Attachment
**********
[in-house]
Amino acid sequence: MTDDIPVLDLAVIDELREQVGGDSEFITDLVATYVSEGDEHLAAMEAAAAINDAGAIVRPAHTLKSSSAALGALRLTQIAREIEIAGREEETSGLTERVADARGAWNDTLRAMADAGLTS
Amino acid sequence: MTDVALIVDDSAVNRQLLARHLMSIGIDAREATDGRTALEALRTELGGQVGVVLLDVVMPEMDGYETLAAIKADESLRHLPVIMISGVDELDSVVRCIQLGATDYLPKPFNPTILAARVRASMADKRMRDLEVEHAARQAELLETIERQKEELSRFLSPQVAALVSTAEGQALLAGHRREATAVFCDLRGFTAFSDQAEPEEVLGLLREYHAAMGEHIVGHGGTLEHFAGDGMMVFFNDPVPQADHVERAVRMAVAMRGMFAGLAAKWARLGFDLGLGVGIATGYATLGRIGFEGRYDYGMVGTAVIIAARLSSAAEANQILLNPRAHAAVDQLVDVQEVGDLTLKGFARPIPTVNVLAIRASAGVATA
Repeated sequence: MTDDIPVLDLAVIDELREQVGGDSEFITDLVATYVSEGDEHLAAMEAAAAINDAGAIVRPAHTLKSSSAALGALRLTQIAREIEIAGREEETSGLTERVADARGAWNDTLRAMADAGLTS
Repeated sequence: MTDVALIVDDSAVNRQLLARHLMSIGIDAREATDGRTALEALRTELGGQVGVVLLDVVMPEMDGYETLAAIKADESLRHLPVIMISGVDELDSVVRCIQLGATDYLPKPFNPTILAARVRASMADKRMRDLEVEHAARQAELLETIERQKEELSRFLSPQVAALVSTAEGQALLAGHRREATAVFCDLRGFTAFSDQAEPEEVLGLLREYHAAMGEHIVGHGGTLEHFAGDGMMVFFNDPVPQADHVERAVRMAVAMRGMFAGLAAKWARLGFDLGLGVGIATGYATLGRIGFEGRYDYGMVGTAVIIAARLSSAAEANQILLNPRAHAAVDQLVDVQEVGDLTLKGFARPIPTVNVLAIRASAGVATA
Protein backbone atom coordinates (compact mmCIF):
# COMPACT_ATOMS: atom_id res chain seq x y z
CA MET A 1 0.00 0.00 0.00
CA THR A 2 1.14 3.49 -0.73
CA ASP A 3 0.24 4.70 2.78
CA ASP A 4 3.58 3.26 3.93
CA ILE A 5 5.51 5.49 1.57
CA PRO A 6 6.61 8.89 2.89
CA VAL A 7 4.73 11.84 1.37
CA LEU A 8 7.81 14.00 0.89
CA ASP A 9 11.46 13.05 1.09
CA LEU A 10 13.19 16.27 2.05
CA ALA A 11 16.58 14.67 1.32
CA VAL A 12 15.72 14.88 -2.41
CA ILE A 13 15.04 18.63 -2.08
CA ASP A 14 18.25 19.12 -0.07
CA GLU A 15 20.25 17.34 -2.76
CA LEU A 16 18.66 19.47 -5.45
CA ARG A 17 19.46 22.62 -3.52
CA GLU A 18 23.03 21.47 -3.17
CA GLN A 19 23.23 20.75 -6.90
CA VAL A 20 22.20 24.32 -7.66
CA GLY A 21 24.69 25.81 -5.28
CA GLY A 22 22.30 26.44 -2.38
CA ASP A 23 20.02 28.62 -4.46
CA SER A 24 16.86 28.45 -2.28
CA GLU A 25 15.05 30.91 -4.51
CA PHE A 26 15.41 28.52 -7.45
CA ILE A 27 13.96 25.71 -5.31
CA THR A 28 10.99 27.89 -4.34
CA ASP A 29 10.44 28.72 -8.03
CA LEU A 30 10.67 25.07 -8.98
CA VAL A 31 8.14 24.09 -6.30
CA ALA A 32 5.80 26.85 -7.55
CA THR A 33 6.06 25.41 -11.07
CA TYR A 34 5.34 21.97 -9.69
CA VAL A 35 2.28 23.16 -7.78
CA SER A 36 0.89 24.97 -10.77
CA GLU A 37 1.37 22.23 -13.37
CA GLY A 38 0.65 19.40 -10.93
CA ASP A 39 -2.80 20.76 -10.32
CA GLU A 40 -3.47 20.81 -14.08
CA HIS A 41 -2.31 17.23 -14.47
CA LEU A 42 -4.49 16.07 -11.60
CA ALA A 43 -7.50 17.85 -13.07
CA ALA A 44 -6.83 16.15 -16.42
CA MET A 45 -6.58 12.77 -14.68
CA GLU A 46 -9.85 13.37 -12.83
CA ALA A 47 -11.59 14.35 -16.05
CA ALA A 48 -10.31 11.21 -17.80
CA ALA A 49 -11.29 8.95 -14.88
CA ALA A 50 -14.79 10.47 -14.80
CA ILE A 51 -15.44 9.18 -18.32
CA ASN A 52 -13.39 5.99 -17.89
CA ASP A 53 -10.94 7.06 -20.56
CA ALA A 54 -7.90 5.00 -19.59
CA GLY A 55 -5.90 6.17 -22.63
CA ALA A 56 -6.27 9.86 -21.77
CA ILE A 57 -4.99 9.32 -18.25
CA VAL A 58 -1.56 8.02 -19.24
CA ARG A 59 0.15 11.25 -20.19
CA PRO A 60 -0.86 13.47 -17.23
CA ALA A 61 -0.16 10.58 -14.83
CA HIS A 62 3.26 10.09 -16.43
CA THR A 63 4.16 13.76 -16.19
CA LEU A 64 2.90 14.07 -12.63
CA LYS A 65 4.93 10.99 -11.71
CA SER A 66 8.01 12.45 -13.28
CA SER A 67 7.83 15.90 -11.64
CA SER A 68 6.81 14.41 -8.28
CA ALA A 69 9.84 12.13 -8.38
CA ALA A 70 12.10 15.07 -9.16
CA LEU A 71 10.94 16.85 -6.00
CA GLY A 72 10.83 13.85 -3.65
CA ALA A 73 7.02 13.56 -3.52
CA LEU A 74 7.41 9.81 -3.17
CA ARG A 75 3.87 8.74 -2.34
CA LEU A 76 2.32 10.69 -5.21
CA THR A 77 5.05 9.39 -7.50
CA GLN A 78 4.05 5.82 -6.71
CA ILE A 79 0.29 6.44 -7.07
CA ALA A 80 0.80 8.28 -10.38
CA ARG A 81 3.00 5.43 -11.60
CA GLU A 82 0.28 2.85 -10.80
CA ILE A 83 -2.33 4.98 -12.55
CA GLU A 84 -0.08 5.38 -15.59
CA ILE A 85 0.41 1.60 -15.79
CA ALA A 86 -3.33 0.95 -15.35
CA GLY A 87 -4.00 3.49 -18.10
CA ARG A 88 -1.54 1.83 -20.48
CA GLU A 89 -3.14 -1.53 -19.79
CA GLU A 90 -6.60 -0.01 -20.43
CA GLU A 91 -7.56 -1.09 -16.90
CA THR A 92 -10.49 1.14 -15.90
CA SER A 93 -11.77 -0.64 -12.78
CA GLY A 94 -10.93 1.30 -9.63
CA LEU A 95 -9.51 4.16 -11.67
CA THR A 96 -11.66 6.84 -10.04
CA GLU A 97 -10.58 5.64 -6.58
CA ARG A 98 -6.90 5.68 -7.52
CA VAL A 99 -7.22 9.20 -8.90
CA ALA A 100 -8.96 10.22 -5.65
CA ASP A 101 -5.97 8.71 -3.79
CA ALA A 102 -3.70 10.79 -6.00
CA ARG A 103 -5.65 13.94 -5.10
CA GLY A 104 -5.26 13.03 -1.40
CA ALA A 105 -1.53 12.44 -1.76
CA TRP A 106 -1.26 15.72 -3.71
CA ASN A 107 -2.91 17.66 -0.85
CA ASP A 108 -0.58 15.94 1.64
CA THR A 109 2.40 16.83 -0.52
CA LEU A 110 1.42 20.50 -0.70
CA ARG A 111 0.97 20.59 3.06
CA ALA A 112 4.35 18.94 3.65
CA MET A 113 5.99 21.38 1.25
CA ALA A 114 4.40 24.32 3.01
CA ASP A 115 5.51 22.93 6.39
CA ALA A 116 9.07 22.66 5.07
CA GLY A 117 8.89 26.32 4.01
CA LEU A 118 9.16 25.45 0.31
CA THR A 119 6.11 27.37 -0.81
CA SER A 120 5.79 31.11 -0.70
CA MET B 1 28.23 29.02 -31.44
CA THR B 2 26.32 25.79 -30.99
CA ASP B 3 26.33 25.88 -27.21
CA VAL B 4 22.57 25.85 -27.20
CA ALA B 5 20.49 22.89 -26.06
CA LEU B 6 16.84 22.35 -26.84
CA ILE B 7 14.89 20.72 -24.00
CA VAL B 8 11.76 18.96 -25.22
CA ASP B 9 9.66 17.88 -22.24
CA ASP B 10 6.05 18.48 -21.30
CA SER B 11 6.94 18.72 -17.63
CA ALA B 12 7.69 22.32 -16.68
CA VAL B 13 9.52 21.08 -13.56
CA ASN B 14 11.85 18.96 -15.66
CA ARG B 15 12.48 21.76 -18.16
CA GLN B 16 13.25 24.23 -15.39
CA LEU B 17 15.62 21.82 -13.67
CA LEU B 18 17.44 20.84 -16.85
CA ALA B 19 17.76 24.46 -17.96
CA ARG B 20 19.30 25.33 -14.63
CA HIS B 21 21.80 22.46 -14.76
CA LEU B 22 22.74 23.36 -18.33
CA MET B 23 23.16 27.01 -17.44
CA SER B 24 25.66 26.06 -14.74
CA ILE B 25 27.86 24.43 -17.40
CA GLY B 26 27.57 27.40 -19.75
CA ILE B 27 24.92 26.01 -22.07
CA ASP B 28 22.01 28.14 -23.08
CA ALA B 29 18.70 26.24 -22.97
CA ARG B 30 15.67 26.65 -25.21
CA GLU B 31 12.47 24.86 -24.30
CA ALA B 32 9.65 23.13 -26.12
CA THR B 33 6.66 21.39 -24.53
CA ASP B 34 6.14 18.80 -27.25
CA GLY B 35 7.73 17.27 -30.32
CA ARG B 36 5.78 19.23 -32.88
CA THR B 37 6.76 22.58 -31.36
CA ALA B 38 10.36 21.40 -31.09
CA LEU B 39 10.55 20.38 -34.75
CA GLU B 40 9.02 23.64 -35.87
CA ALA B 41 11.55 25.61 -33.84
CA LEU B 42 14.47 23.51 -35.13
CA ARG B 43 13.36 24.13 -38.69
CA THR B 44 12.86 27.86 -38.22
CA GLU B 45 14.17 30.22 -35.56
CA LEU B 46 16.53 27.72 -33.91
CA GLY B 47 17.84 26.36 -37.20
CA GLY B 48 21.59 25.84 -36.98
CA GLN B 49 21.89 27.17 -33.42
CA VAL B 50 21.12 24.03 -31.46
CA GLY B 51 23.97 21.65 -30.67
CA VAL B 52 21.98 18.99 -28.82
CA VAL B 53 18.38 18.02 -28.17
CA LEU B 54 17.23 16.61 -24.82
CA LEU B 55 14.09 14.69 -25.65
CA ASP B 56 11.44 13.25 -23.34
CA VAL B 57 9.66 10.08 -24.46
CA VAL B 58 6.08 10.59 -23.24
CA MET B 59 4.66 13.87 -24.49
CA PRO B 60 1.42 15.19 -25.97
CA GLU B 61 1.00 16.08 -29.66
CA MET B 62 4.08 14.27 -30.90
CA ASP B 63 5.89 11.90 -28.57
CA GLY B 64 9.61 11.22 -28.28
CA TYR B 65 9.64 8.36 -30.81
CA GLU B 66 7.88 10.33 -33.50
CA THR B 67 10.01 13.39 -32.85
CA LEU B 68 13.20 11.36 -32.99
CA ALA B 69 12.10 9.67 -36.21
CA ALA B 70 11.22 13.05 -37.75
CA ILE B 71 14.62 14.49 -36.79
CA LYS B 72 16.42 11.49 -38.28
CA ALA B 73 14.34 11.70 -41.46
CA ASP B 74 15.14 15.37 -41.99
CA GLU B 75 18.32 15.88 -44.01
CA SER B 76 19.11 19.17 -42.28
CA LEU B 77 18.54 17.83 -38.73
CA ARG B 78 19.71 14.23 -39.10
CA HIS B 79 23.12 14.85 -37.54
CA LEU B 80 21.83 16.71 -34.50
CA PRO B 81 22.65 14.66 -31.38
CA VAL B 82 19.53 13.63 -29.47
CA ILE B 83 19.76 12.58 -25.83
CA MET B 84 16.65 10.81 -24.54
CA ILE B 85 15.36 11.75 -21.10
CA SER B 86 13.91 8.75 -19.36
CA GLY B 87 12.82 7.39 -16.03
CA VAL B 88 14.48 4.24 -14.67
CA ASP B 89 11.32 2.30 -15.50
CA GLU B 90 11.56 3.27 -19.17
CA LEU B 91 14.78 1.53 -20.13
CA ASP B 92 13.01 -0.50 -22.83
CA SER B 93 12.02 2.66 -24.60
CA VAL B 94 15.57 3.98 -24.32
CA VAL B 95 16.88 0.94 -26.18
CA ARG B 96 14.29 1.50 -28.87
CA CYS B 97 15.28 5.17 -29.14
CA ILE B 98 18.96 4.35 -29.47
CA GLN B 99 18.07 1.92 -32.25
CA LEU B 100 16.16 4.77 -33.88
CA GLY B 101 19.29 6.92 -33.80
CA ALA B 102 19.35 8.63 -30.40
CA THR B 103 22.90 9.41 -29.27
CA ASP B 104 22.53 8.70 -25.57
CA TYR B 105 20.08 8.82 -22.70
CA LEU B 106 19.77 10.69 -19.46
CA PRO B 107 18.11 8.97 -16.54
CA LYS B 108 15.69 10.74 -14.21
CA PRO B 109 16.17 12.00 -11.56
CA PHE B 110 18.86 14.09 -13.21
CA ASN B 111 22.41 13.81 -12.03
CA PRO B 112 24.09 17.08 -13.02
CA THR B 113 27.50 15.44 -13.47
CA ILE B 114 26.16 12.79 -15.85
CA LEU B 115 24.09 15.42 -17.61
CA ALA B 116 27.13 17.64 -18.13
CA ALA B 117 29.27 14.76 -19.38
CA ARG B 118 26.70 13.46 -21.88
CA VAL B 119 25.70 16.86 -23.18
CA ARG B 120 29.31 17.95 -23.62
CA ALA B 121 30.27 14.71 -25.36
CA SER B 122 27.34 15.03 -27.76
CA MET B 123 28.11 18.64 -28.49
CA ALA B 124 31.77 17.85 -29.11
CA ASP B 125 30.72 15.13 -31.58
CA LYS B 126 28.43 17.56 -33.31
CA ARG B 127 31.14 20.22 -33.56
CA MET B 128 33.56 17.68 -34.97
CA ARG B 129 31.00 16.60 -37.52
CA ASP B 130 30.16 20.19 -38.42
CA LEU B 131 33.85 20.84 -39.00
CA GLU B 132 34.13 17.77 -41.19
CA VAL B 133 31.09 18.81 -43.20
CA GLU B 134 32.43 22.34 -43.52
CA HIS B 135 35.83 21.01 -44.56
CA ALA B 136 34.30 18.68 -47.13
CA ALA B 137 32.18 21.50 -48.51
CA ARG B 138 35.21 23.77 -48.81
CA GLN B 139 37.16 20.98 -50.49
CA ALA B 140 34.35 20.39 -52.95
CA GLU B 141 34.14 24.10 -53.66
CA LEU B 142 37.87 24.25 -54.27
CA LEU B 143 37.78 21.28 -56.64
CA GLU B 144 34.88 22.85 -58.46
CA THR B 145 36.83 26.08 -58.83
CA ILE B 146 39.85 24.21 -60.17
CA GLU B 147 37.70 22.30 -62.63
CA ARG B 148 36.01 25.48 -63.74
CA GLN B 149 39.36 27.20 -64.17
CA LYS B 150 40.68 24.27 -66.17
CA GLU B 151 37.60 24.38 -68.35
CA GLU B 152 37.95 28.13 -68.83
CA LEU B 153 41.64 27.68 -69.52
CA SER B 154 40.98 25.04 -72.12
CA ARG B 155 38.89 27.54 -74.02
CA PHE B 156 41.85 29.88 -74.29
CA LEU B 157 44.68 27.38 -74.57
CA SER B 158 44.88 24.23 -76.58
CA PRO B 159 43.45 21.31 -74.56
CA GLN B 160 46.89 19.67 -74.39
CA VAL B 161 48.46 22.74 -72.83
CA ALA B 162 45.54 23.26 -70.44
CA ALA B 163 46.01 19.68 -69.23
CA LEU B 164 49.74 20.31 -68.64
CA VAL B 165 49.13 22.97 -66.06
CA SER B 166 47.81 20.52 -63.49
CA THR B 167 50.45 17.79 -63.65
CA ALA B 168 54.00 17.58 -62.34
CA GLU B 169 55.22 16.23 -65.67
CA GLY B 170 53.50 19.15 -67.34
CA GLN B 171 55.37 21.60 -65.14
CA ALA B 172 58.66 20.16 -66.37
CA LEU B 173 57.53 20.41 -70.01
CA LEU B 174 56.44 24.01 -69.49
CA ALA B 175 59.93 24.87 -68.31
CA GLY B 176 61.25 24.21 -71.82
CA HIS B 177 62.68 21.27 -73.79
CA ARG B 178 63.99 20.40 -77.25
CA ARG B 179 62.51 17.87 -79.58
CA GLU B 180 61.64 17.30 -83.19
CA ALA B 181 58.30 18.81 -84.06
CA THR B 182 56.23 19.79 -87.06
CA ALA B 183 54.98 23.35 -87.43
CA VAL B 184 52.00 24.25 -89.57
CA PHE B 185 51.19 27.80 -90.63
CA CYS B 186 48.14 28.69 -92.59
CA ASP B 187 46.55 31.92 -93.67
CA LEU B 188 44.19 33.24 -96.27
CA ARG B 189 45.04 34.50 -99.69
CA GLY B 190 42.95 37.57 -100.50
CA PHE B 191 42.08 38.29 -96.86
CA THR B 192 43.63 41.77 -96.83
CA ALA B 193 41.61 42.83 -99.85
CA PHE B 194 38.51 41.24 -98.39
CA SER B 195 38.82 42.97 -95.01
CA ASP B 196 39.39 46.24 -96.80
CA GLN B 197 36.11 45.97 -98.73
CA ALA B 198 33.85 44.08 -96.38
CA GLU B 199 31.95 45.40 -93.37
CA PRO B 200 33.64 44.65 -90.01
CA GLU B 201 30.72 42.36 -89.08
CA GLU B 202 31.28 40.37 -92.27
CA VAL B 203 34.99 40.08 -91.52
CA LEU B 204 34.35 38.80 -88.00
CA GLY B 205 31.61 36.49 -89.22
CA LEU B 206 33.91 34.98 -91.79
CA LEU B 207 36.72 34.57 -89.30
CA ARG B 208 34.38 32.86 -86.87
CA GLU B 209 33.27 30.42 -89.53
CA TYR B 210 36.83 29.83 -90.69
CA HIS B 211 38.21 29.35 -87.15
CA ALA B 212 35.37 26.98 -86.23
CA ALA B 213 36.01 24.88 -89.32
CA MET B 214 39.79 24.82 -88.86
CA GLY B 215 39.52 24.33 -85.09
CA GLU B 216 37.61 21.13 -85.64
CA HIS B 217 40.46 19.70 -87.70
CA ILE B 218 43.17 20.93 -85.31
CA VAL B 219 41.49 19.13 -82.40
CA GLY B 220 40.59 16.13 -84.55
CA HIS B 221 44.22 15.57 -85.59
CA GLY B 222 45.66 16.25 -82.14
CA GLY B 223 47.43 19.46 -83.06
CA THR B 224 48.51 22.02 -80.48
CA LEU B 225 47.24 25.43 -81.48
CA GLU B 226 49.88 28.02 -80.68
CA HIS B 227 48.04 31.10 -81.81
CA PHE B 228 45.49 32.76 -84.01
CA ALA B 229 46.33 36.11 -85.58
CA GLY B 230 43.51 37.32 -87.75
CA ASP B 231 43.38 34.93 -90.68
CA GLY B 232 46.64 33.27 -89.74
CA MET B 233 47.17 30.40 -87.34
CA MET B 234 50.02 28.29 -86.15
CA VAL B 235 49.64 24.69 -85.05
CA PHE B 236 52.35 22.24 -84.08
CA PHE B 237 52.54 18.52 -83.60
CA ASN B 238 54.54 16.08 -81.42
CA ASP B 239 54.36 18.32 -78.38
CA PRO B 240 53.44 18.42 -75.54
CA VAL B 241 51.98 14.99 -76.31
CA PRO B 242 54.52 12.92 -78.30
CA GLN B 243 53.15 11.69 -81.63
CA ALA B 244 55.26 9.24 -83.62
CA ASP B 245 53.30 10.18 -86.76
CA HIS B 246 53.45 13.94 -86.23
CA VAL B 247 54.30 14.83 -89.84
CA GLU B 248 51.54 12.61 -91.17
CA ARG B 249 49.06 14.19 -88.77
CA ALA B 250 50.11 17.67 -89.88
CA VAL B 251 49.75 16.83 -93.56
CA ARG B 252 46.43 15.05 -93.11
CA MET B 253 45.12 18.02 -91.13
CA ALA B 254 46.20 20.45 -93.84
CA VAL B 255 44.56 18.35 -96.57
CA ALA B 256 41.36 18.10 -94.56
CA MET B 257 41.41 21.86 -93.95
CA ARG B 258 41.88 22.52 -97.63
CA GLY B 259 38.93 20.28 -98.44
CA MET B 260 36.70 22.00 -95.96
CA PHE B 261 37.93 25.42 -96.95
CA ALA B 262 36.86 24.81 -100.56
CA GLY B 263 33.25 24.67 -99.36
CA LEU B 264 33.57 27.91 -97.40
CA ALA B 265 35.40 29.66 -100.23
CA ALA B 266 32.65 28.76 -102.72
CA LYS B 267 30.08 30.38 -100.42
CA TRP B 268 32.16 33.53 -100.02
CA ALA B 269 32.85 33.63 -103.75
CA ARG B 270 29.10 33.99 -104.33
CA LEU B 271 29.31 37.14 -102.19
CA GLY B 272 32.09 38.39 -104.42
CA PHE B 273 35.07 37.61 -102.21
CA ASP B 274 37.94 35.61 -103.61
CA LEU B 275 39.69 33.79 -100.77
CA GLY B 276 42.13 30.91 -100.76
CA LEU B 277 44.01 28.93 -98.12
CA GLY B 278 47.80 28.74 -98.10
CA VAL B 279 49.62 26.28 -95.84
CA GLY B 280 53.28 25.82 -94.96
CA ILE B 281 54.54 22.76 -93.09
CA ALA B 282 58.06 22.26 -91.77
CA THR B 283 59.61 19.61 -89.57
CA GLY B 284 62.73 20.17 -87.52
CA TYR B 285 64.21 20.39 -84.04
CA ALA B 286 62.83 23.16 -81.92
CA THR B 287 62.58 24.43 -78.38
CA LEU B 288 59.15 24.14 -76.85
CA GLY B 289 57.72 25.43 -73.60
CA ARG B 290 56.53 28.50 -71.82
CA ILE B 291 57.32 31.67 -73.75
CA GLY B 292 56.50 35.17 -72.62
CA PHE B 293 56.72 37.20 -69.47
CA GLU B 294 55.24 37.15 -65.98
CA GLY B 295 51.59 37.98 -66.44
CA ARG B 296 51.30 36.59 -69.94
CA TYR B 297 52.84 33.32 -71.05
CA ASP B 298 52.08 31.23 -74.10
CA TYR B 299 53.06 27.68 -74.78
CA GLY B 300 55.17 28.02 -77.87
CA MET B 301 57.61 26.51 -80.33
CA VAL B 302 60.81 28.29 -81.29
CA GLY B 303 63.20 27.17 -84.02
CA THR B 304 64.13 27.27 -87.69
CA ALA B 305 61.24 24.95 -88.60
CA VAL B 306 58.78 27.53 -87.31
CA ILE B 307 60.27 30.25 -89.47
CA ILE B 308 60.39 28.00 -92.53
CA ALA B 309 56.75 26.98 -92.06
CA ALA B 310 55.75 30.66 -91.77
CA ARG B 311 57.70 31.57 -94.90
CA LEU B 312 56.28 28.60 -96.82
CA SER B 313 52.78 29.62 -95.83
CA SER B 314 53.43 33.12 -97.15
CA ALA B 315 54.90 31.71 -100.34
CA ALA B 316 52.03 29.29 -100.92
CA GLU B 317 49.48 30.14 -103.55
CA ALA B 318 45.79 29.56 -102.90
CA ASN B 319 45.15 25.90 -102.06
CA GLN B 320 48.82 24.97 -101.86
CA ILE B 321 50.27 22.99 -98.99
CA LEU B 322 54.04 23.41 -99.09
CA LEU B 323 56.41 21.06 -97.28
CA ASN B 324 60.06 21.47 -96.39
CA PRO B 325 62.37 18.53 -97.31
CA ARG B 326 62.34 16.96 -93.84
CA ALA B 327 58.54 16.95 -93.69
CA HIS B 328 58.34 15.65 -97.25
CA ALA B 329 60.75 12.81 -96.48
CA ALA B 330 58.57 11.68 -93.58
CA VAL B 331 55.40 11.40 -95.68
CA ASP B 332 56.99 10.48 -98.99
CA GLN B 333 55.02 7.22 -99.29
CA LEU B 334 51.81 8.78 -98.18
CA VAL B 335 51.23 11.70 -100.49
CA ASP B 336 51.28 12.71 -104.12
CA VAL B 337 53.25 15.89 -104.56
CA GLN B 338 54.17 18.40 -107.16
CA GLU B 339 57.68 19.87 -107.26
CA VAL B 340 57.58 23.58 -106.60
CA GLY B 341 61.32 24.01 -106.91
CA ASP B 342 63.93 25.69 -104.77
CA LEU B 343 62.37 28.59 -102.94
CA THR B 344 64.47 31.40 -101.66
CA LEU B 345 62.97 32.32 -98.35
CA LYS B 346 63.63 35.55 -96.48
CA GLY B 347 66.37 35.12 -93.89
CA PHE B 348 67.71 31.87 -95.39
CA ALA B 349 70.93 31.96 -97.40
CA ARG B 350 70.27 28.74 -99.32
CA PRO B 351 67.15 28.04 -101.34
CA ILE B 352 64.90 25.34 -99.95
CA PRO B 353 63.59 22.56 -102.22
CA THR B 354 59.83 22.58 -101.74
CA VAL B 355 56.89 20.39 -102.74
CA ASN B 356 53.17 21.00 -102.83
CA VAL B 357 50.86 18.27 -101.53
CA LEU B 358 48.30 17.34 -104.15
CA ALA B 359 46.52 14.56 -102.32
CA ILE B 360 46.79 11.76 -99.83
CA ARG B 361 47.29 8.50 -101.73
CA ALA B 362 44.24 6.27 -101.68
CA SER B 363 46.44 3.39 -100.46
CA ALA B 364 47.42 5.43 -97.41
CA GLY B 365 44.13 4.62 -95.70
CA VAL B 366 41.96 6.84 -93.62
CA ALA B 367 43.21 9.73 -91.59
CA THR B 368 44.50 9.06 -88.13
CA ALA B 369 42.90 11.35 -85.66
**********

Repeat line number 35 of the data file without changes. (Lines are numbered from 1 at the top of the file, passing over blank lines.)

CA THR A 28 10.99 27.89 -4.34